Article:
Organofluorine Mass Balance Analysis of Whole Blood Samples in Relation to Gender and Age.
By Rudolf Aro, Ulrika Eriksson, Anna Kärrman, and Leo W Y Yeung
Environ Sci Technol
September 21, 2021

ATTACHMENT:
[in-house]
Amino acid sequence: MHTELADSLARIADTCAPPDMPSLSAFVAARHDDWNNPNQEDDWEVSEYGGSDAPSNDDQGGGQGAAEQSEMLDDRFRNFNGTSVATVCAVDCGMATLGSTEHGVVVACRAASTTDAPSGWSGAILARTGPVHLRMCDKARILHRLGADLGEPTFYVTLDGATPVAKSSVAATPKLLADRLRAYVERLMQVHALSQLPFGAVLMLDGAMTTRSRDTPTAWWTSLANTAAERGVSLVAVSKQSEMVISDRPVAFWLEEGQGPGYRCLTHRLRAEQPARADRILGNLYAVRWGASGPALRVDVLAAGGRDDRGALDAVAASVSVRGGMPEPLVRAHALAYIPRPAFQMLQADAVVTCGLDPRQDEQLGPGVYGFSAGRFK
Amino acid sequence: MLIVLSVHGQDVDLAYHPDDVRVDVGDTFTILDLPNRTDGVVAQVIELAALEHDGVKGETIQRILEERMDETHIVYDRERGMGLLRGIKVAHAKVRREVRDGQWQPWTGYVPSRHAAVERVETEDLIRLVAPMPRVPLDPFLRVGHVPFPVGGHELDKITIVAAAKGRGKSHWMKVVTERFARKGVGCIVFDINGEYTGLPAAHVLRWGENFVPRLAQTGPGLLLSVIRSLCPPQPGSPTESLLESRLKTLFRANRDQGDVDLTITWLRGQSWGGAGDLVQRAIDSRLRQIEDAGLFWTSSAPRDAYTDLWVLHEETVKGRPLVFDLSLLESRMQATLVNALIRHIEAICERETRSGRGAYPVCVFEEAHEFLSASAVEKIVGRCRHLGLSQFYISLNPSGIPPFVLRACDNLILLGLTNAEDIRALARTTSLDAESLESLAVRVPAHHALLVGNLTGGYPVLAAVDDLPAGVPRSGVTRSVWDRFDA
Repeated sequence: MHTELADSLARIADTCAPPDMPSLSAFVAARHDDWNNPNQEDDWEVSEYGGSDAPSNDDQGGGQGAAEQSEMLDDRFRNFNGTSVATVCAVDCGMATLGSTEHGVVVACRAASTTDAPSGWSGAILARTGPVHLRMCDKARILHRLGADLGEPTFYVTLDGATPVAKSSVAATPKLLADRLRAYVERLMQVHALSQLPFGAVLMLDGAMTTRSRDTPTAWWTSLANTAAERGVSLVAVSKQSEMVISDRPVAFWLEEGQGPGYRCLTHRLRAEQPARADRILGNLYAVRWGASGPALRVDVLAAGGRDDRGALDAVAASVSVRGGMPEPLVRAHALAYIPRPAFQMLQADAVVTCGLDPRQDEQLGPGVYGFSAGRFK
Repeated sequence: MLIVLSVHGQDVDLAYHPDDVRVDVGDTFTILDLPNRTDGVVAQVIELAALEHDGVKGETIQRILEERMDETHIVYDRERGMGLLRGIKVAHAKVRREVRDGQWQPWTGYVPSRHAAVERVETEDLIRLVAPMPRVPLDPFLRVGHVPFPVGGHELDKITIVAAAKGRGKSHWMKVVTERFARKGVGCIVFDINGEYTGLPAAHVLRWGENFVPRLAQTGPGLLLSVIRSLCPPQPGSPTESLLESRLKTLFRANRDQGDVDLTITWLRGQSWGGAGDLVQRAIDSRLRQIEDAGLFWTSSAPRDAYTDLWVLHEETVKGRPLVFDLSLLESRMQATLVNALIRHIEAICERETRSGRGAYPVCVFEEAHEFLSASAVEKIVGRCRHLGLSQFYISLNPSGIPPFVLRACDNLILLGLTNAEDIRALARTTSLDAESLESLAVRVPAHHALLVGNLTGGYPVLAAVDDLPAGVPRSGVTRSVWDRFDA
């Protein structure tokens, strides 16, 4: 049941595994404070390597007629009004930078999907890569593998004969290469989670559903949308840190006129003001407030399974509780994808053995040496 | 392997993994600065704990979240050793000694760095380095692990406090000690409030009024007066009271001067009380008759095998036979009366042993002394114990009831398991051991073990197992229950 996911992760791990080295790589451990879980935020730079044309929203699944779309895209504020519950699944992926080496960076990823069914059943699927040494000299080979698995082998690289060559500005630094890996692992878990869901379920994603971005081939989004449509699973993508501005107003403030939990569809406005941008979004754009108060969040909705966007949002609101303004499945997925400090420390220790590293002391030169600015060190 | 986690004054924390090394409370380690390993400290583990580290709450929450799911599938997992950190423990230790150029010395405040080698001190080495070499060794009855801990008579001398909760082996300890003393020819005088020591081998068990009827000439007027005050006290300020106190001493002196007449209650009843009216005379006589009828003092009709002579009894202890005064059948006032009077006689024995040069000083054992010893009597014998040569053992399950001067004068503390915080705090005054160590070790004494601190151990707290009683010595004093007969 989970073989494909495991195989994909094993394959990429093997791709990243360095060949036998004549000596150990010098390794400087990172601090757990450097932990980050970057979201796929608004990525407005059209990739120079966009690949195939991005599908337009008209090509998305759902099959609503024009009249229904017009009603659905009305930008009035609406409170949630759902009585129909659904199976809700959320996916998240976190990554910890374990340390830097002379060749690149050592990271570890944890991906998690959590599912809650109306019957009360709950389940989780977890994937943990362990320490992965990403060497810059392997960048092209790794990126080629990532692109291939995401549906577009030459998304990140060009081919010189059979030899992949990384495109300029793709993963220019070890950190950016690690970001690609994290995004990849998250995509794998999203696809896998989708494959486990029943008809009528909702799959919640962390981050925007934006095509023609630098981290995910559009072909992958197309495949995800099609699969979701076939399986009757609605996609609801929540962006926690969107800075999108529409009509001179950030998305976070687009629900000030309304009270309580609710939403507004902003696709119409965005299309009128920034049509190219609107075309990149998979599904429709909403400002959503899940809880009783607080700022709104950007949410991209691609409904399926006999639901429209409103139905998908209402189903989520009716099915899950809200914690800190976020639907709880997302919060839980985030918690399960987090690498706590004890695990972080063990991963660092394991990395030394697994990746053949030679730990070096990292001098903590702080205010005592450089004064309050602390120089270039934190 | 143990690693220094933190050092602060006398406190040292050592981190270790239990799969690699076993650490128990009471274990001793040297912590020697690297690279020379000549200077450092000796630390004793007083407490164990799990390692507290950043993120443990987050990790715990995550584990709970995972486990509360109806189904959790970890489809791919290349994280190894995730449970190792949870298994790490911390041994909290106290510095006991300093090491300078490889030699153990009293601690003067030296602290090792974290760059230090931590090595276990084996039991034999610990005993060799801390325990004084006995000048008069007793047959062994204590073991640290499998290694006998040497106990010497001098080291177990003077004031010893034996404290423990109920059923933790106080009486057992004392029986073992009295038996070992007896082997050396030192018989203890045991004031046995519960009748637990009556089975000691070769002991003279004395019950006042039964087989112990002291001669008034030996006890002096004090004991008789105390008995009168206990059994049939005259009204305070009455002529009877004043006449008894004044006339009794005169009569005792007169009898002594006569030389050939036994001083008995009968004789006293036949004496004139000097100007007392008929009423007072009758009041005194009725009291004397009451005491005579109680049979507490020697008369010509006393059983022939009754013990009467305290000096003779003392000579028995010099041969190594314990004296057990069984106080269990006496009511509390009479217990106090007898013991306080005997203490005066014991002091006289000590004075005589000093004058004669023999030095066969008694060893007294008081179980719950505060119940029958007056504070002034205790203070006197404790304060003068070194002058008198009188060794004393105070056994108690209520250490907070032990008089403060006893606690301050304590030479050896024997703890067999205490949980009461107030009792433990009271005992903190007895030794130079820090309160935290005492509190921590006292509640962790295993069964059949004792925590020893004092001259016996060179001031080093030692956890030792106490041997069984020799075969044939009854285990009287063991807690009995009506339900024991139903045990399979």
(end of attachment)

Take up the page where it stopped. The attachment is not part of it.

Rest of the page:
Studies have highlighted the increasing fraction of unidentified organofluorine (UOF) compounds in human blood, whose health effects are not known. In this study, 130 whole blood samples from the Swedish general population were analyzed for extractable organofluorine (EOF) and selected per- and polyfluoroalkyl substances (PFAS). Organofluorine mass balance analysis revealed that 60% (0-99%) of the EOF in female samples could not be explained by the 63 monitored PFAS; in males, 41% (0-93%) of the EOF was of unidentified origin. Significant differences between both age groups and gender were seen, with the highest fraction of UOF in young females (70% UOF, aged 18-44), which is contrary to what has been reported in the literature for commonly monitored compounds (e.g., perfluorooctane sulfonic acid, PFOS). Increasing the number of monitored PFAS did not lead to a large decrease of the UOF fraction; the seven highest PFAS (C8-C11 PFCAs, C6-C8 PFSAs) accounted for 98% of sum 63 PFAS. The high fraction of UOF in human samples is of concern, as the chemical species of these organofluorine compounds remain unknown and thus their potential health risks cannot be assessed.